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Campaign to protect critically endangered beluga sturgeon

Campaign to protect critically endangered beluga sturgeon and other threatened sturgeon species announced by leading environmental groups

Halt to trade of beluga caviar sought; consumers urged to reduce their consumption

WASHINGTON (December 6, 2000) Caviar, long a symbol of luxury, is emerging instead as a sign of environmental mismanagement as Caspian Sea sturgeon populations -- source of much of the world's caviar -- plummet.

In response to the triple threat to sturgeon posed by overfishing, habitat loss and pollution, three leading environmental groups today announced a campaign to protect and help restore the world's remaining sturgeon populations. The initial focus of the groups' recommendations is on beluga, Russian and stellate sturgeon from the Caspian Sea, which produce the vast majority of the world's caviar.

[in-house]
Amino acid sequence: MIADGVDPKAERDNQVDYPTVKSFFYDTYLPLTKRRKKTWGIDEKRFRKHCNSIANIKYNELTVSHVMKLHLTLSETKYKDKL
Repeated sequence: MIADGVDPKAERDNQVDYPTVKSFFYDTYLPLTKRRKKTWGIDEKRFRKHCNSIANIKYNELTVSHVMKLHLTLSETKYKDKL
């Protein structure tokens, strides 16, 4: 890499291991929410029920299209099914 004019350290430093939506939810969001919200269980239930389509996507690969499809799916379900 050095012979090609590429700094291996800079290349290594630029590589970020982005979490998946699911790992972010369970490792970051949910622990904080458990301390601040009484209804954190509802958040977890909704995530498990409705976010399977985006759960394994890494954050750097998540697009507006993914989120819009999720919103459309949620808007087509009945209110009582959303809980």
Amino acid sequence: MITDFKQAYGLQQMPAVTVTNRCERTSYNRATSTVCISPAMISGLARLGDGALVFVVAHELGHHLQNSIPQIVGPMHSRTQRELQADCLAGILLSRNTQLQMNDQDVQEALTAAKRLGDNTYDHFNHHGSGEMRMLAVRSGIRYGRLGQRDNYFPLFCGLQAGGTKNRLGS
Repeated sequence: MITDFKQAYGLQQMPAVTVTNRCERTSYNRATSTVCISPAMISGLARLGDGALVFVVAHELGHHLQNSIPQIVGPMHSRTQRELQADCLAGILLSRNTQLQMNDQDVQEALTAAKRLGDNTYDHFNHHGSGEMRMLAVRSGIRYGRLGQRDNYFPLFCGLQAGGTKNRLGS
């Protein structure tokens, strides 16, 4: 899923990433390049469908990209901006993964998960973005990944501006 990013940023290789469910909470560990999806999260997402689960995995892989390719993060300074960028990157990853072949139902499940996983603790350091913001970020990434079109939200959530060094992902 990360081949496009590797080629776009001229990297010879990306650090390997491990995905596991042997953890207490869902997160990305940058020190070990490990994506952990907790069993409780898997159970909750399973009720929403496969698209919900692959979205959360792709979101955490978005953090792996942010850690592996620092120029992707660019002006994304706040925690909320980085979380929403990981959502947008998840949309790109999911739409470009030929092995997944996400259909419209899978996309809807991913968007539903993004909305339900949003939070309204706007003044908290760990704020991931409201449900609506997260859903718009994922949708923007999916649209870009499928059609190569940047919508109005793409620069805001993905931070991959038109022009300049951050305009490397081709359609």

"Caviar Emptor," the new campaign unveiled by the Wildlife Conservation Society, Natural Resources Defense Council (NRDC), and SeaWeb, today released Roe to Ruin: The Decline of Caspian Sea Sturgeon and the Road to Recovery. The report details the threats facing Caspian Sea sturgeon, particularly beluga, and the steps needed to achieve recovery.

The campaign will file a formal petition this week asking the U.S. Fish and Wildlife Service to list beluga sturgeon as an endangered species, which would halt importation of beluga caviar into the United States. In addition, the campaign will encourage the U.S. government to pursue an international ban on trade of beluga caviar at a meeting of an expert committee of the Convention on International Trade in Endangered Species (CITES), which convenes next week to review global trade in various sturgeon species.

"Overfishing, habitat loss, pollution and poor regulations have collectively driven this species to the brink of extinction," said Dr. Ellen Pikitch, Director of Marine Programs of the Wildlif
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Contact: Charles Longer
charles@fenton.com
202.822.5200 x 223
Wildlife Conservation Society
6-Dec-2000


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